WASHINGTON (6/13/12)--The Credit Union National Association (CUNA) in a comment letter agreed with the Consumer Financial Protection Bureau's (CFPB) position that it lacks the authority to regulate card fees charged before an account is opened, such as an application fee, but CUNA also warned that the CFPB's decision to regulate only fees charged after account opening could subject consumers to potentially abusive fees from non-credit union lenders.
CUNA said it believes that credit unions do not charge such fees.
The Credit Card Accountability Responsibility and Disclosure Act (CARD Act) amended the Truth in Lending Act's (TILA) Regulation Z to, among other things, prohibit lenders from charging fees on a credit card account in the first year that exceed 25% of the account's initial credit line. This 25% limit was extended by the Federal Reserve in April 2011 to include application fees and other fees that customers could be charged before an account is opened.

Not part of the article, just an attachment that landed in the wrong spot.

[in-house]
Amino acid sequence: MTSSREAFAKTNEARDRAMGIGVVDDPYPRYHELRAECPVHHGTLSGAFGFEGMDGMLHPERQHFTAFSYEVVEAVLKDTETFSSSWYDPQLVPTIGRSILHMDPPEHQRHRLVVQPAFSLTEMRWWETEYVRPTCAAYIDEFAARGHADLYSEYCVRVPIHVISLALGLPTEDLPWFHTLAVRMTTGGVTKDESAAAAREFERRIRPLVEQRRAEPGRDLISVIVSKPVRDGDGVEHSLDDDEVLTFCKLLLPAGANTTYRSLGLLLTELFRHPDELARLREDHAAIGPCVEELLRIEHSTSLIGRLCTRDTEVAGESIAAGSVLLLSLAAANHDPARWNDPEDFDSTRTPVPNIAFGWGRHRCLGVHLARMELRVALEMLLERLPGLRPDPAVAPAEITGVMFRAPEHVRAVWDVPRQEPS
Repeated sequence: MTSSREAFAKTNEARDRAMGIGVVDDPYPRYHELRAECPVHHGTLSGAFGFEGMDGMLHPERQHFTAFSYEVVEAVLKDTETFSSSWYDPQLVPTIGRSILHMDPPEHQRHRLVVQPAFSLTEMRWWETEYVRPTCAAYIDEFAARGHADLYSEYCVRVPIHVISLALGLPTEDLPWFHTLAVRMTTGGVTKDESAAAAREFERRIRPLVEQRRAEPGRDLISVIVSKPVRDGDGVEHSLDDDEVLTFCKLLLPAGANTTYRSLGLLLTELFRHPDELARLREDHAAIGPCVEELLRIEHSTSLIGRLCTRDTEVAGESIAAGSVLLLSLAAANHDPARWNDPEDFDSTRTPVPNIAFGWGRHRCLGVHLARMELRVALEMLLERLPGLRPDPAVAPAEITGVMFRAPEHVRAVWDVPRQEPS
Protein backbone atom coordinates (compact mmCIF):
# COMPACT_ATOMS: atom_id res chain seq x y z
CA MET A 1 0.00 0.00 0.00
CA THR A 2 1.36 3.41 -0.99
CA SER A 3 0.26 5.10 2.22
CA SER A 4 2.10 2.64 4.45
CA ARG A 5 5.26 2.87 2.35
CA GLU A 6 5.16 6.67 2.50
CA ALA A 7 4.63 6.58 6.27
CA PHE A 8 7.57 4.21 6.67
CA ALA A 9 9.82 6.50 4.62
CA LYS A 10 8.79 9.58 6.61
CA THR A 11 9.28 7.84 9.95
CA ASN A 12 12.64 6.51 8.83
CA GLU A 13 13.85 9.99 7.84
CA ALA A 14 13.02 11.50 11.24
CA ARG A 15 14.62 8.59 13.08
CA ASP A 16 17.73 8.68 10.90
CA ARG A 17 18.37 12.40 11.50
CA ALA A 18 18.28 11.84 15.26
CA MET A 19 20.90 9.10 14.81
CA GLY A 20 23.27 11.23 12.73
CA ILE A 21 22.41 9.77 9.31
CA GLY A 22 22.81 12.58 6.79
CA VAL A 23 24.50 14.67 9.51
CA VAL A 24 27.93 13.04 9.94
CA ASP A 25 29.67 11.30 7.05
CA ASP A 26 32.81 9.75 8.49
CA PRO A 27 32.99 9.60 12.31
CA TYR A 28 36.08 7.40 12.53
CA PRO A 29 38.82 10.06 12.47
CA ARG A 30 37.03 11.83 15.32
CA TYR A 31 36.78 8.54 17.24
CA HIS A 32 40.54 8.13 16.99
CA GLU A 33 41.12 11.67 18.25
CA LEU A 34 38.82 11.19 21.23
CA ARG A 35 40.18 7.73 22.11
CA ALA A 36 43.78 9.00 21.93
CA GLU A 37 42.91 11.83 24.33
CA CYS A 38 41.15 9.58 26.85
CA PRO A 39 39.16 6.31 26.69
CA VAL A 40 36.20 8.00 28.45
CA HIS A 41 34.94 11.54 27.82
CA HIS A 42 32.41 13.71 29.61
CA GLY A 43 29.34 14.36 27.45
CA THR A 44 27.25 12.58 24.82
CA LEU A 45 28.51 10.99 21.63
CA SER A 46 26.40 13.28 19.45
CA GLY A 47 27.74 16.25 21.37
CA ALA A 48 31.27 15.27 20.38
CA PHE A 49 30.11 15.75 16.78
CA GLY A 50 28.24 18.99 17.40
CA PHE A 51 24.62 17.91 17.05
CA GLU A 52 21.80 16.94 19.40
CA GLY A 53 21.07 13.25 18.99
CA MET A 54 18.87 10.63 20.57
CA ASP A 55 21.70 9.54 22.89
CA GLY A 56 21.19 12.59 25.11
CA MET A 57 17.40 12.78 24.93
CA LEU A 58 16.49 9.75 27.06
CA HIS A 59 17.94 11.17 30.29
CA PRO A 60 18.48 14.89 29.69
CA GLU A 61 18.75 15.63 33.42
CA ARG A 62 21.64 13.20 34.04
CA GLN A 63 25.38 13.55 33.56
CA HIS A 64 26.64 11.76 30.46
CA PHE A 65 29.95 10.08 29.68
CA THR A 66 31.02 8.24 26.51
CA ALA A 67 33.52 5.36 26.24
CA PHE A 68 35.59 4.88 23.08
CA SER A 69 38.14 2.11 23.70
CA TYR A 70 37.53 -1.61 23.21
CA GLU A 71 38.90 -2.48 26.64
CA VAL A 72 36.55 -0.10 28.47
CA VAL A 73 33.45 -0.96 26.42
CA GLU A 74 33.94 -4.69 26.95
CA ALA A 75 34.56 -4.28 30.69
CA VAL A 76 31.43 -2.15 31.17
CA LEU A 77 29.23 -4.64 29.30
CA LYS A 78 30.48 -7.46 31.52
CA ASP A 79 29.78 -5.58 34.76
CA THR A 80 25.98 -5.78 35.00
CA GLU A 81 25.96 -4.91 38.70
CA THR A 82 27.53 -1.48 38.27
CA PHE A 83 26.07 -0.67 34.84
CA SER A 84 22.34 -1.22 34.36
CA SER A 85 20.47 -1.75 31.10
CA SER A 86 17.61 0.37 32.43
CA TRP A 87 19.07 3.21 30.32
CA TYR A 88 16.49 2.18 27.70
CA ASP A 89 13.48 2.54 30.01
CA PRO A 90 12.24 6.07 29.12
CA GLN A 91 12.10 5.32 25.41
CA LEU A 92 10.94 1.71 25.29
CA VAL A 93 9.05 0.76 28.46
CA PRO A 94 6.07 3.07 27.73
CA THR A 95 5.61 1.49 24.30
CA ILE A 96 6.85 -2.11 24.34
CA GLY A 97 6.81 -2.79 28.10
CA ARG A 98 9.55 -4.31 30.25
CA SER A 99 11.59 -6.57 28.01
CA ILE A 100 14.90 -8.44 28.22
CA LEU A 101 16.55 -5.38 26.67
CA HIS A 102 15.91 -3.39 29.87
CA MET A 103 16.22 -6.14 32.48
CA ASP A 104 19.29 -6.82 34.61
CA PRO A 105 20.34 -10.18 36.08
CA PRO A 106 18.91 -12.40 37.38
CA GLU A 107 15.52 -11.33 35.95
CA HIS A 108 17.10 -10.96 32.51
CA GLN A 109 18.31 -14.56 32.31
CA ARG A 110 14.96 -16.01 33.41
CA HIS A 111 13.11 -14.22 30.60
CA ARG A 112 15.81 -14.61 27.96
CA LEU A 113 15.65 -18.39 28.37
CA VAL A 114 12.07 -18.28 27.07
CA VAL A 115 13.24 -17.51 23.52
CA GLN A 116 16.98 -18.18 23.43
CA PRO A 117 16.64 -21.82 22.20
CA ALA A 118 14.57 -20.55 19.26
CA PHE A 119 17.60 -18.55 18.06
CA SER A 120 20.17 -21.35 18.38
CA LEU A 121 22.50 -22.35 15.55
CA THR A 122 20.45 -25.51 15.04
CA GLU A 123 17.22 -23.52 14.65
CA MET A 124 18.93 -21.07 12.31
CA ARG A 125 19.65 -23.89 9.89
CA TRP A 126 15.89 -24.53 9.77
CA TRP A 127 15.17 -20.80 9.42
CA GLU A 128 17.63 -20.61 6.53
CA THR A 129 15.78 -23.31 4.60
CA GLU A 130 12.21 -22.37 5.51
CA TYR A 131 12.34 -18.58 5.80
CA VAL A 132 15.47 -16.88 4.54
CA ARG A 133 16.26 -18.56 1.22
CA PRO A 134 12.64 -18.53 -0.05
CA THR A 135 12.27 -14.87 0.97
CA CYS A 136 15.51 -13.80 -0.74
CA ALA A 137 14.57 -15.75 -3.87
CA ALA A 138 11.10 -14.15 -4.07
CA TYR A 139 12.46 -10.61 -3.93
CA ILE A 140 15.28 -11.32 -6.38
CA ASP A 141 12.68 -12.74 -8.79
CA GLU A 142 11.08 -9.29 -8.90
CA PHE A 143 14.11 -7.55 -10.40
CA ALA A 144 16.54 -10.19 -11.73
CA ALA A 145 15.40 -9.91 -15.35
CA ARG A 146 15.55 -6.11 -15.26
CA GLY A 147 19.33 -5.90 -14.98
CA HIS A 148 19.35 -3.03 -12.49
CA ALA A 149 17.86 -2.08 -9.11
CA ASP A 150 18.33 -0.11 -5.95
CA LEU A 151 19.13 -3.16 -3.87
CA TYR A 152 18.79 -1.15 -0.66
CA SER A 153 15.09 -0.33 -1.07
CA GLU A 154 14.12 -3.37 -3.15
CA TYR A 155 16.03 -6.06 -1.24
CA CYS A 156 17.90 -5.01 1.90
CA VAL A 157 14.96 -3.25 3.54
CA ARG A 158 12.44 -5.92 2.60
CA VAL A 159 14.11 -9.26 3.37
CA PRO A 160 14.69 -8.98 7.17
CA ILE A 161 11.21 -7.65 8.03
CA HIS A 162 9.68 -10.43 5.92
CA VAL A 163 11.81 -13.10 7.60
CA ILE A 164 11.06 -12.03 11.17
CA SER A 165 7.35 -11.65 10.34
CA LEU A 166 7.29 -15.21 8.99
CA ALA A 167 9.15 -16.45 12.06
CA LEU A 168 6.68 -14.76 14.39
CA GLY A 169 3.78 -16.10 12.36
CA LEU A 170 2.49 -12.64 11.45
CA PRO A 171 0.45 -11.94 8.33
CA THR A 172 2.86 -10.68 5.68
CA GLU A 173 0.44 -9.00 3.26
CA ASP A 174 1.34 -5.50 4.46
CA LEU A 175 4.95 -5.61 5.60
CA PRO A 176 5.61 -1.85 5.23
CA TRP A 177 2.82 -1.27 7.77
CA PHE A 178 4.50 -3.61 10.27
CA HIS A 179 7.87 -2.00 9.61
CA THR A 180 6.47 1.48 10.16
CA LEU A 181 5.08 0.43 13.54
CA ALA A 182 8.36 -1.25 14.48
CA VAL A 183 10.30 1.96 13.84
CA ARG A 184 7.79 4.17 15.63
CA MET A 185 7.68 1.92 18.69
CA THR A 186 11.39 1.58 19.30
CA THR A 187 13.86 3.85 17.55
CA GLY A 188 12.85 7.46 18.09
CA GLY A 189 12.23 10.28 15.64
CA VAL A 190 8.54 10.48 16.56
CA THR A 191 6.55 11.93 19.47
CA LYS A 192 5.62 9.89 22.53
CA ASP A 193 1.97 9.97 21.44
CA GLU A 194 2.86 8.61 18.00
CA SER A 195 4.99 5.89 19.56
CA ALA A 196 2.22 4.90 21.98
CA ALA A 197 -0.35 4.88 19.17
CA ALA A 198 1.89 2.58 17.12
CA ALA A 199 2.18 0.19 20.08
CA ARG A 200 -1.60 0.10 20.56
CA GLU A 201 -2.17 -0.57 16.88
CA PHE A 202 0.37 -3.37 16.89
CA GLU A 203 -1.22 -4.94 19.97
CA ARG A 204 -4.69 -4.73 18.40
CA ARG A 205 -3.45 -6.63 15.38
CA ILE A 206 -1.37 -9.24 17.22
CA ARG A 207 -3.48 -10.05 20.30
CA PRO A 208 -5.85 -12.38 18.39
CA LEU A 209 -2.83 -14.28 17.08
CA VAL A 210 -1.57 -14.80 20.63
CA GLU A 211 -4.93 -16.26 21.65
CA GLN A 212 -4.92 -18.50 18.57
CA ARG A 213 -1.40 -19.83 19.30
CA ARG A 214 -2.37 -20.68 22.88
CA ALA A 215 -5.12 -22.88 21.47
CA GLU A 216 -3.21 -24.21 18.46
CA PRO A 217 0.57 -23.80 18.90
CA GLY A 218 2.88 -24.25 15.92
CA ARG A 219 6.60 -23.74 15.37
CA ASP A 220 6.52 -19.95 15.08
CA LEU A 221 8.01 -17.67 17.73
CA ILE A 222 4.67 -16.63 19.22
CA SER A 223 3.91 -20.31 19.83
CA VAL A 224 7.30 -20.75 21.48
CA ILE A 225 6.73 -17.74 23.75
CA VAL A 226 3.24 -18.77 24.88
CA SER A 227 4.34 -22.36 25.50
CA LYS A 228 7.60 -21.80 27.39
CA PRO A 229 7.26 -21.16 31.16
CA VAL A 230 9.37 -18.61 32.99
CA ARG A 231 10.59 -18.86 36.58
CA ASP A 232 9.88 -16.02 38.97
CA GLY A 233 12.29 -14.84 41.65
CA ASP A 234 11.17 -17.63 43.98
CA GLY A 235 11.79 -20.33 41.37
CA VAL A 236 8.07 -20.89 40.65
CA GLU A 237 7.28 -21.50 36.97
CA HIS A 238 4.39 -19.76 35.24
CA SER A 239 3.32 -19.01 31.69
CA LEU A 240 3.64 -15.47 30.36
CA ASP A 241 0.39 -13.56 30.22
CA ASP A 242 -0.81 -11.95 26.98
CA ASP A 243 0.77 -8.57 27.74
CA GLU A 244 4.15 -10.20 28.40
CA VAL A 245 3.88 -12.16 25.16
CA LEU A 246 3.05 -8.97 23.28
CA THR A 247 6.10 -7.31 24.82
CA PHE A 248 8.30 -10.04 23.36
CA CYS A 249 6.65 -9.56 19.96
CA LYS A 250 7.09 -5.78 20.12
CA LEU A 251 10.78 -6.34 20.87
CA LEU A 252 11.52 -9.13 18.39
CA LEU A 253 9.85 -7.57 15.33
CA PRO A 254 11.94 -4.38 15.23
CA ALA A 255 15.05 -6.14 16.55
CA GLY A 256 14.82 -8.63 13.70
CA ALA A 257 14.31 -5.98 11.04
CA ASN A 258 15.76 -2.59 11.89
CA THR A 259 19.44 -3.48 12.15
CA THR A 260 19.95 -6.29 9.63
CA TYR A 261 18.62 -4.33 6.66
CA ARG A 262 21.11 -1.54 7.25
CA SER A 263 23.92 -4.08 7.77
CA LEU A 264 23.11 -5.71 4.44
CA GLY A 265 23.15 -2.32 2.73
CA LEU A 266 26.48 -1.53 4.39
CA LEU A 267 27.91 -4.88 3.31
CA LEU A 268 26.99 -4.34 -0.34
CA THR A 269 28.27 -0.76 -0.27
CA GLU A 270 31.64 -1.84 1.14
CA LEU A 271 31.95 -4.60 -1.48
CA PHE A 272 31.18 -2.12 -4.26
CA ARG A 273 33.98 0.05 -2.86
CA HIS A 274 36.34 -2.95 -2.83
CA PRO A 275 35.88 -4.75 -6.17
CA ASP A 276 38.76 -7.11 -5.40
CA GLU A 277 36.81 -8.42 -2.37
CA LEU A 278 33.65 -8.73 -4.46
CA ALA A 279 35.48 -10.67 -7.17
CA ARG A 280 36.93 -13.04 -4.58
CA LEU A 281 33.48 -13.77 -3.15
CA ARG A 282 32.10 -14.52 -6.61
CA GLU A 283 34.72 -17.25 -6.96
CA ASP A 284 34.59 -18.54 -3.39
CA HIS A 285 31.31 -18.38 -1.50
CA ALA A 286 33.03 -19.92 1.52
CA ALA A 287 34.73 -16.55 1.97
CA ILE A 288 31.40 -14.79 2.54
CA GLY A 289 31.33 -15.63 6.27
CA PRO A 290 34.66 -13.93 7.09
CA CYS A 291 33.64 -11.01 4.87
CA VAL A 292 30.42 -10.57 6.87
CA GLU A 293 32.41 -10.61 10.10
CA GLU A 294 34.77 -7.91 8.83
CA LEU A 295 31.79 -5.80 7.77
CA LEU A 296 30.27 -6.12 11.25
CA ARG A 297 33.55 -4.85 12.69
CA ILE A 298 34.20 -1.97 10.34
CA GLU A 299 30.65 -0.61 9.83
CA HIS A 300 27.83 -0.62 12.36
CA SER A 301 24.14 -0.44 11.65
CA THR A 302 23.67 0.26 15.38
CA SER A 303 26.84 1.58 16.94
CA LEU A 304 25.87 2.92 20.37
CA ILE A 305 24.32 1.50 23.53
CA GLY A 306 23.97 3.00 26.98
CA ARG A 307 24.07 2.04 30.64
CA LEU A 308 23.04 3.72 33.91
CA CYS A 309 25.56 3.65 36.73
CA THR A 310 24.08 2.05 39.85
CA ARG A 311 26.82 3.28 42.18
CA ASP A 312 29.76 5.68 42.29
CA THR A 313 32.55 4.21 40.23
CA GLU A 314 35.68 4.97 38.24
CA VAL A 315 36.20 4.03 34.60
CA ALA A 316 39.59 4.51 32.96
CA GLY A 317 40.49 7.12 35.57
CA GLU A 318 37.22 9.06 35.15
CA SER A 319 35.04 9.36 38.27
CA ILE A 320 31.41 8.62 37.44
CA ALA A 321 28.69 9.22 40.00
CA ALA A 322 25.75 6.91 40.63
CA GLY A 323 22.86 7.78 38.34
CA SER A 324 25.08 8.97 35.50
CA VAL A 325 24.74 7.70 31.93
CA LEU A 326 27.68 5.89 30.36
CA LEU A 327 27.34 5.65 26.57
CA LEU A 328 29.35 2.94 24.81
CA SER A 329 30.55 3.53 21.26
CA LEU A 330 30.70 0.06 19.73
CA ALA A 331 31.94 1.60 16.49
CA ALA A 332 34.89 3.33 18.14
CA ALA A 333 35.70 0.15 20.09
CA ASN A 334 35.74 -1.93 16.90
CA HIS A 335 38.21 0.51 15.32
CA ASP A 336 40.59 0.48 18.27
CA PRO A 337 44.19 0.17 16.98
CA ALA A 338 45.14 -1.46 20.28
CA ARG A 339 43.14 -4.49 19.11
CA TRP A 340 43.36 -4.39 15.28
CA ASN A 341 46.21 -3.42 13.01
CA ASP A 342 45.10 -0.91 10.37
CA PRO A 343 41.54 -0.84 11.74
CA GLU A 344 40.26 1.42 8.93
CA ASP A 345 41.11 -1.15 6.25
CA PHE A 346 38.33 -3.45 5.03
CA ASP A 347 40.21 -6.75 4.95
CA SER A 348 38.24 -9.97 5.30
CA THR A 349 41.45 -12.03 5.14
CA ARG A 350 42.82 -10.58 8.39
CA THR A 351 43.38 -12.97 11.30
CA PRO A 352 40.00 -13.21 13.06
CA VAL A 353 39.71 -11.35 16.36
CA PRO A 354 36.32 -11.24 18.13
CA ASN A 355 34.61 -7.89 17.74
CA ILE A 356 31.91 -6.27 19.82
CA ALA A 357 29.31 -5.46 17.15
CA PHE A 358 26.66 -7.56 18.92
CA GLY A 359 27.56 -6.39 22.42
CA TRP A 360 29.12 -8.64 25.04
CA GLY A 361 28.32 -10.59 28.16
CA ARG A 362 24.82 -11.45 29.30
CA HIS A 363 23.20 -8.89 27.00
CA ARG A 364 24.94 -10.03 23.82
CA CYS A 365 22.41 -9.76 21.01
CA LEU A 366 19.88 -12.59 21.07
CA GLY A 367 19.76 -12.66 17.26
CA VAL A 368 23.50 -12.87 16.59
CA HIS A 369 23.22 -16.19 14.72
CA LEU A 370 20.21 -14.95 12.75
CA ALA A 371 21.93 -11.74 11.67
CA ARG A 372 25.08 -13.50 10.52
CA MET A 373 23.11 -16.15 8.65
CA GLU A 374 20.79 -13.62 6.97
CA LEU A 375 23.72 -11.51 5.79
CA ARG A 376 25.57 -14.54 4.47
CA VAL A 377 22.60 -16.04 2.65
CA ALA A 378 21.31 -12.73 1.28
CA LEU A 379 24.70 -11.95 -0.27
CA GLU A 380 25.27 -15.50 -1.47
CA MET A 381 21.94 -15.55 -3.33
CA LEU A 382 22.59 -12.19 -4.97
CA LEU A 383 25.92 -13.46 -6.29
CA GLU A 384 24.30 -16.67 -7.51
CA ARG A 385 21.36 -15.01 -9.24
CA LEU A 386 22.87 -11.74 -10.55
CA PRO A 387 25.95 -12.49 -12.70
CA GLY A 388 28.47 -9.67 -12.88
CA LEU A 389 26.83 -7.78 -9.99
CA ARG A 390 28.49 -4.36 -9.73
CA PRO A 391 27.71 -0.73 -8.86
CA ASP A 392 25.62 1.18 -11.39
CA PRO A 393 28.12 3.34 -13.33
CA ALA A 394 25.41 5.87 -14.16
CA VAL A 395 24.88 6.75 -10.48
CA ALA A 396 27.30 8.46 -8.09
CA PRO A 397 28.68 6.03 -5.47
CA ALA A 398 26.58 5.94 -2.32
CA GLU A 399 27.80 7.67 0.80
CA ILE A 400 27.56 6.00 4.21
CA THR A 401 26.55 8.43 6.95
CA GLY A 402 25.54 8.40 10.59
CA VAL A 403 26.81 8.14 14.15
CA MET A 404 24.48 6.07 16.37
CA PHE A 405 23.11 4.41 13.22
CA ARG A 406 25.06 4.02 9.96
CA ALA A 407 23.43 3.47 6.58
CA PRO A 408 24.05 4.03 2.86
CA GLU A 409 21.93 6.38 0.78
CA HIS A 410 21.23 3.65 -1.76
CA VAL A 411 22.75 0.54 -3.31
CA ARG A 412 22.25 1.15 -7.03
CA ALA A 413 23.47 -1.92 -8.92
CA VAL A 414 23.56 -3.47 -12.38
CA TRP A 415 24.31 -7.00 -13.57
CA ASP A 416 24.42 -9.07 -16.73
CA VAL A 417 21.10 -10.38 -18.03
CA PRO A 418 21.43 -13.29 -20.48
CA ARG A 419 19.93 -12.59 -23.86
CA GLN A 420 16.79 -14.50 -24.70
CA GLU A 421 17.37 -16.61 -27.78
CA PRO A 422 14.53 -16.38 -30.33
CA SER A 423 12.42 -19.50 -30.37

This extension of TILA was challenged in court, with First Premier Bank and Premier Bankcard LLC last year filed a lawsuit against the CFPB arguing that the regulator was exceeding its authority by seeking to regulate fees that are paid before account opening.
The CFPB, which took over Reg Z authority from the Fed, has moved to amend Reg Z "to resolve the uncertainty caused by the litigation." Under the proposed CFPB amendment, the 25% fee limit would apply only to fees charged after a credit card account has been opened, for the first year of the account.
While the decision to extend the card fee limitation to address early account fees did not hold up, CUNA Deputy General Counsel Mary Dunn said that if the CFPB determines it has authority under some other statutory provisions, it should issue another proposal that would be subject to public comment.
For the full comment letter, use the resource link.